People with diabetes continue to benefit from Qatar Diabetes Association’s 15-year-old Ramadan programme, providing them with the needed information and advice on “how to fast safely during the holy month”.
The Qatar Diabetes Association (QDA), a member of the Qatar Foundation for Education, Science and Community Development, launched the programme ahead of Ramadan, arranging at least three workshops for male and female patients, as well as for general practitioners (GPs), aimed at raising public awareness.
“We continue to educate them (diabetics) on how to fast for one month,” QDA executive director Dr Abdulla al-Hamaq told Gulf Times
He noted that one of the workshops also involved GPs in health centres and other private clinics in Qatar.
QDA executive director Dr Abdulla al-Hamaq has stressed the importance of exercise and balanced diet for people with diabetes.
QDA held open discussions with the consultants from the Hamad Medical Corporation (HMC) and showed them the new practical guidelines for Ramadan, according to Dr al-Hamaq.
“The guidelines, published in English, are based on studies, and being implemented all over the Islamic countries, in Europe and also in the US,” he said.
Part of the guidelines includes categorising patients (who can fast or not) into three: the high risk, low risk, and also the middle risk.
In collaboration with HMC and Primary Health Care, QDA has also created hotlines (4454-7311, 5527-4919, and 5598-1331) where residents can call from 8am to 1pm and from 8pm to 11pm.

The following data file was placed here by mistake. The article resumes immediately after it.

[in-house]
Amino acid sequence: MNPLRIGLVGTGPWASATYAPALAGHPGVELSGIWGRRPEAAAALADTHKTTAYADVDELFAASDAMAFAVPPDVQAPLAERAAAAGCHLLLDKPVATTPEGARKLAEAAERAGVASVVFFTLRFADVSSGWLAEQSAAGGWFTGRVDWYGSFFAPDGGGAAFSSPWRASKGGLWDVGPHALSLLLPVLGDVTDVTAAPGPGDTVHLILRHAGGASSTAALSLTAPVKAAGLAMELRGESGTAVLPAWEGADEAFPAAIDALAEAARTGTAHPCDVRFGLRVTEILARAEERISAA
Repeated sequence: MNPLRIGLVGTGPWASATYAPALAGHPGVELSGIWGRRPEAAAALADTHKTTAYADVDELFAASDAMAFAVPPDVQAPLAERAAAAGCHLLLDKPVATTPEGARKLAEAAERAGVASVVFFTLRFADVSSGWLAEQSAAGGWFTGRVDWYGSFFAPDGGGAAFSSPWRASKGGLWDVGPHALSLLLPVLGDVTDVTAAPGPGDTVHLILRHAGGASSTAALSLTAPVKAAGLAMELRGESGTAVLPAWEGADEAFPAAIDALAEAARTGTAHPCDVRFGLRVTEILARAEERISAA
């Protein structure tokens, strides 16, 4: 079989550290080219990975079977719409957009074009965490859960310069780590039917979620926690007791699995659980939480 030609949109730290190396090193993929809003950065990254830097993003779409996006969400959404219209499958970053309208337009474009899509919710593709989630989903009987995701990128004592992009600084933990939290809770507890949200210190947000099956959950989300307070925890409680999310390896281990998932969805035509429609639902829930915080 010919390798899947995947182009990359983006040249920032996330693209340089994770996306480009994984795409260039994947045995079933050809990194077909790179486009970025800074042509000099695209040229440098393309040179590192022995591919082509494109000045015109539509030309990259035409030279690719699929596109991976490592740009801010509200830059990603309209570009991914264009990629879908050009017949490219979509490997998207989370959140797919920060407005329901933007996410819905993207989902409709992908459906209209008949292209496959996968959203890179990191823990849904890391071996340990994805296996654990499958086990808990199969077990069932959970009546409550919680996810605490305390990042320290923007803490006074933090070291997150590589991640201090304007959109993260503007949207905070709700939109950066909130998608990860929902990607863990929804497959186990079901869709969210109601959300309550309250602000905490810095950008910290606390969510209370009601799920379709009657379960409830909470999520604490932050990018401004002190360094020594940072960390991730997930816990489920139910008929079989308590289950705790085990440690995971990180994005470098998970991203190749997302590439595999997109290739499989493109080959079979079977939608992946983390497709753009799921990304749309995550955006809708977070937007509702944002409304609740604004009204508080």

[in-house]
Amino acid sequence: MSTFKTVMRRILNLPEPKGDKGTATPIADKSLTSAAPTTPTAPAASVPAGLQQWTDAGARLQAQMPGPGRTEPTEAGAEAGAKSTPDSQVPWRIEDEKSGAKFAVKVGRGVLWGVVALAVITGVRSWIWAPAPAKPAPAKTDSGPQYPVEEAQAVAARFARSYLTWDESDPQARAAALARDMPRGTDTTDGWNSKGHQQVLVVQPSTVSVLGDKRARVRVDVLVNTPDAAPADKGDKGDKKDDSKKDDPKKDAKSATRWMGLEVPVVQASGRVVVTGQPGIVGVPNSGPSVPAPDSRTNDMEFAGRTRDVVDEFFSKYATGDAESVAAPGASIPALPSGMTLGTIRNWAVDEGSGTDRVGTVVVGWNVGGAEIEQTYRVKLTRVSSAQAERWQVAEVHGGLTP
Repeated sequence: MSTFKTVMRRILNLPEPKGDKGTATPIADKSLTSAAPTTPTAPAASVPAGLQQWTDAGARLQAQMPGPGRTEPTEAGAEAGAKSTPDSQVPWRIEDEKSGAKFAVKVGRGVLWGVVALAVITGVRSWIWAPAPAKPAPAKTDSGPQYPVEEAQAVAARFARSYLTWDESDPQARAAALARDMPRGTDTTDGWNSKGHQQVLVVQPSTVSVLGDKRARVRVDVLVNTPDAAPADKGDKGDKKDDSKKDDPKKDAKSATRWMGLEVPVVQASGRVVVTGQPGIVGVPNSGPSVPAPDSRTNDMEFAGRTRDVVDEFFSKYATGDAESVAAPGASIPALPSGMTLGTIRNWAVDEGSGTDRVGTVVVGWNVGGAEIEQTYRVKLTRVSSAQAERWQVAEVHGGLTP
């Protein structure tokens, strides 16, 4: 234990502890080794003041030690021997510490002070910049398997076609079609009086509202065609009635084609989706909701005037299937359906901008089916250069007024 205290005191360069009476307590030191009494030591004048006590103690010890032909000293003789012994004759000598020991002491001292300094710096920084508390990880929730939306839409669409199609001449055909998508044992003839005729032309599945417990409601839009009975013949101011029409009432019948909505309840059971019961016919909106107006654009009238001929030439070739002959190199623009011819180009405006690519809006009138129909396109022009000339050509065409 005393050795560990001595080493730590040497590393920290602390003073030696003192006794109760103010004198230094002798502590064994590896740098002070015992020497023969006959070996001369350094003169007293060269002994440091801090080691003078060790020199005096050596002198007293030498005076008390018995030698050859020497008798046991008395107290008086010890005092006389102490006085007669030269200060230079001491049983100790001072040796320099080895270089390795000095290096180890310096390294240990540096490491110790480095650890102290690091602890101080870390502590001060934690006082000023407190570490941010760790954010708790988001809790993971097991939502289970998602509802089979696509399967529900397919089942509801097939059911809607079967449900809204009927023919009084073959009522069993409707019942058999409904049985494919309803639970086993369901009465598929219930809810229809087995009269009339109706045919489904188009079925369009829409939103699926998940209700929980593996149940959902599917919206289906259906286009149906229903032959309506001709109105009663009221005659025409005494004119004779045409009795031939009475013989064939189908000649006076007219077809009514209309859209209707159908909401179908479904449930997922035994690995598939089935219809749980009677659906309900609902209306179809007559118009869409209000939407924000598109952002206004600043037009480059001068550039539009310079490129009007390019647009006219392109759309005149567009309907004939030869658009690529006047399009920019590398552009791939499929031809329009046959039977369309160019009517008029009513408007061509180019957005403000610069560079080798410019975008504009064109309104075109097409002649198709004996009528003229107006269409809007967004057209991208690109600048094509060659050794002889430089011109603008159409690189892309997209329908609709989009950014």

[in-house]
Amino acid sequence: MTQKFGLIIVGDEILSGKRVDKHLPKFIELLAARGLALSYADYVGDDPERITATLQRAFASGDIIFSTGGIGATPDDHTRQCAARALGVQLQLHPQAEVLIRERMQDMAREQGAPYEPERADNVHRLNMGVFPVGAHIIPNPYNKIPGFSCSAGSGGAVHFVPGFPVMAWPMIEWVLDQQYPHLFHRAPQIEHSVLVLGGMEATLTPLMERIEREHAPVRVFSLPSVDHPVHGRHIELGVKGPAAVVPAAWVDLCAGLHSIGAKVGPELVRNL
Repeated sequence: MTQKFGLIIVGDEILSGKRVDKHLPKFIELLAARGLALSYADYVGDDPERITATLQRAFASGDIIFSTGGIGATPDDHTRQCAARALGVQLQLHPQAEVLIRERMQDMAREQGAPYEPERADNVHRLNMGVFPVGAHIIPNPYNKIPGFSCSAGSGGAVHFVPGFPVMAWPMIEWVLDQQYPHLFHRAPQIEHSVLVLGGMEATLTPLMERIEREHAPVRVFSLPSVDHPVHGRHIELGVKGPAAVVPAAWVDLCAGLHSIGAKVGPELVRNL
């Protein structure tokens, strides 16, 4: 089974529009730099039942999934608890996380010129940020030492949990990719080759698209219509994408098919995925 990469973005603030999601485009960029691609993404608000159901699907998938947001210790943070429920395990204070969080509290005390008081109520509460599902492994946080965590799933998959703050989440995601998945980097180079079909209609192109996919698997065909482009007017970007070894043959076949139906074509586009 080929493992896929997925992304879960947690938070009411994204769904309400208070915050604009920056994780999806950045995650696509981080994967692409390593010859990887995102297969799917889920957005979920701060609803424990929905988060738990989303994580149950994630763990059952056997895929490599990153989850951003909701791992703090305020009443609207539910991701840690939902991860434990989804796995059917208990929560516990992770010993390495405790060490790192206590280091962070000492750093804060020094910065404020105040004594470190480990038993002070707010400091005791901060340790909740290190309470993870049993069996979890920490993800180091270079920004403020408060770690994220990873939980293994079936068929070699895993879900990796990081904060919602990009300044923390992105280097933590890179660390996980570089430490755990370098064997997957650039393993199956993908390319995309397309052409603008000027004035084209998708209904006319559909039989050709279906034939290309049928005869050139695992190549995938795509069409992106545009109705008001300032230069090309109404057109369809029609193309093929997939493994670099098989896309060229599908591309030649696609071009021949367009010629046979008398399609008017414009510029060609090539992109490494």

Around 30 doctors are ready to speak with callers this Ramadan.
Patients can call and ask questions concerning fasting, treatment and management of their conditions.
“Our office is open for diabetics in the morning as well as in the evening after the breaking of the fast,” al-Hamaq said.“The gym is also open in the evening during Ramadan and they can do some exercise.”
An average of 25 to 45 patients use a number of facilities at the QDA gym from 8pm until midnight this Ramadan, it is learnt.
“Our gym trainer has to check the blood sugar of the patients before they are allowed to exercise, if it is less than 70, they will not be allowed until the sugar comes to normal,” al-Hamaq said.
“If it is high, he has to stop and take a test, if it is lower than 200 they will allow him to do the exercise.
“We also do not recommend our patients to do exercise before Iftar, it is very dangerous.
Maybe the blood sugar level will plummet,” he added.
Ramadan is also an opportunity for people with diabetes to reduce weight and totally stop smoking, he noted. “From our experience, a lot of people come to us and then take their weight. After Ramadan, they see a big difference, which is good for them.”
Citing the importance of fasting and exercise, al-Hamaq believes there is a big chance for smokers to avoid and stop their habit.
“We do not recommend smoking because it is a factor to cause some diabetes complications,” he stressed.
Al-Hamaq urged people with diabetes to exercise regularly and stick to high-fibre and balanced diet to stay healthy.
Hotlines for residents
The Qatar Diabetes Association has created hotlines (4454-7311, 5527-4919, and 5598-1331) where residents can call from 8am to 1pm and from 8pm to 11pm.